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Seeking a balance between forestry and biodiversity – the role of variable retention silviculture. Insights from western USA and Canada.

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Baker, SC (2011) Seeking a balance between forestry and biodiversity – the role of variable retention silviculture. Insights from western USA and Canada. Project Report. FWPA, Melbourne.

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Abstract

achieve improved biodiversity and social outcomes compared to clearcutting and other traditional silvicultural systems. VR was initially developed in the Pacific Northwest (PNW) of USA and Canada, where it is applied in a broad variety of forest types, ages and land tenures. VR has recently been implemented in wet old-growth forests in Tasmania, and there is scope for broader implementation in both Tasmania and mainland Australia. Hence, insights from the PNW about operational experience, research, adaptive management, and efforts to improve relationships between timber industry and environmental groups are of broad relevance to forest management in Australia. This report covers three main topics. Chapter 2 presents the results from surveys of twelve organizations that are currently implementing VR across western USA and Canada. These surveys explored motivations for using VR, variation in implementation, adaptive management and monitoring, and perceived success of the system. Chapter 3 of the report discusses research and formalized adaptive management programs relating to improving conservation outcomes from silvicultural practices. This includes descriptions of some of the large silvicultural trials investigating biodiversity and silvicultural outcomes of VR and clearcutting. Two emerging areas of research are discussed: the importance of early-seral forests for biodiversity, and the role of ‘forest influence’ in facilitating recolonisation of harvested areas by biodiversity from nearby mature forest. Chapter 4 provides examples of successful collaborations that have settled long-term conflicts between timber industry and environmental groups, resulting in improved conservation outcomes and continued timber production. The development and implementation of VR in the PNW has been an excellent example of adaptive management. Although the desire for improved social acceptability was often a primary driver for using VR along with the desire for improved ecological outcomes, organizations clearly embraced the ecological objectives of the system. There was a lot of variability in VR implementation across the region. The system was used in a wide variety of forest types, including old-growth, second and third-growth forests; and a variety of land tenures including those managed by industrial companies on both public and private lands, State governments, small private ownerships and First Nations people. Most organizations used one or more of the three main harvesting patterns: aggregated retention where uncut forest is left in groups, dispersed retention where scattered trees are retained, and mixed retention which combines the previous two approaches at the one site. Aggregated retention and mixed retention were most widely used. This related to a combination of operational, social and ecological factors. Research trials are showing that aggregates are able to maintain a broader variety of species than are dispersed trees, although some species are advantaged by the more uniform distribution of trees with dispersed retention. Windthrow monitoring has shown that with the exception of some wind-firm species, windthrow is reduced with aggregated retention. Large aggregates are less prone to windthrow than small ones. Organizations using VR were adapting their practices in response to operational experience and the results of research and monitoring. Those organizations with direct links to research trials appeared to be making the most informed changes. Good training programs, strong leadership and organizational cultures supportive of ecologically sustainable forestry practices were important to success. Using VR had generally achieved the social and ecological objectives, and organizations were planning on continued implementation. However there was uncertainty over long-term ecological outcomes, emphasising the need for long-term biodiversity research.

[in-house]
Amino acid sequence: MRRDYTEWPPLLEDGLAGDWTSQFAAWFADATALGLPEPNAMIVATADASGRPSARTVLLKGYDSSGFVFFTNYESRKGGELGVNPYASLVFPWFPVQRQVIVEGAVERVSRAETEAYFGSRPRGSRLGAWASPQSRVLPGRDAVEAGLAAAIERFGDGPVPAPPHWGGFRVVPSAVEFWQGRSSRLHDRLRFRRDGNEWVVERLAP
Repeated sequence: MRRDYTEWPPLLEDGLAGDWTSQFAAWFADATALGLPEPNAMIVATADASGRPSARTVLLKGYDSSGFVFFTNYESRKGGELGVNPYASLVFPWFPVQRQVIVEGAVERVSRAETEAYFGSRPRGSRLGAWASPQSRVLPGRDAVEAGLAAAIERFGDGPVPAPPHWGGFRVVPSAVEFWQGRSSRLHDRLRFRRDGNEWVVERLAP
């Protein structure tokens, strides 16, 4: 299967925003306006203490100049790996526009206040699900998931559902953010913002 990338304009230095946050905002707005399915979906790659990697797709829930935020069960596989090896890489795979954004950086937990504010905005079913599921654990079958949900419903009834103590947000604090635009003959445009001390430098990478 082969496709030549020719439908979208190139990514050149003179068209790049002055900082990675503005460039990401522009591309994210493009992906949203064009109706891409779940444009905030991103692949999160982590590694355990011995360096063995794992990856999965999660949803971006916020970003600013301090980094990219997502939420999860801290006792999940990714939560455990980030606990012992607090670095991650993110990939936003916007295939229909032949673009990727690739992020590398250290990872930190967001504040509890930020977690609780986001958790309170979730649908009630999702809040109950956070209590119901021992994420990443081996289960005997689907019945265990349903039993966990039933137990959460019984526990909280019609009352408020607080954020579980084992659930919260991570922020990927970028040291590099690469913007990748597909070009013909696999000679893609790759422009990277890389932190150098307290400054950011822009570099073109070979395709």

Item Type: Report (Project Report)
Publisher: FWPA
Additional Information: PROJECT NUMBER: PGD167-0910
Date Deposited: 26 Aug 2011 02:21
Last Modified: 26 Aug 2013 23:42
URI: http://eprints.utas.edu.au/id/eprint/11604
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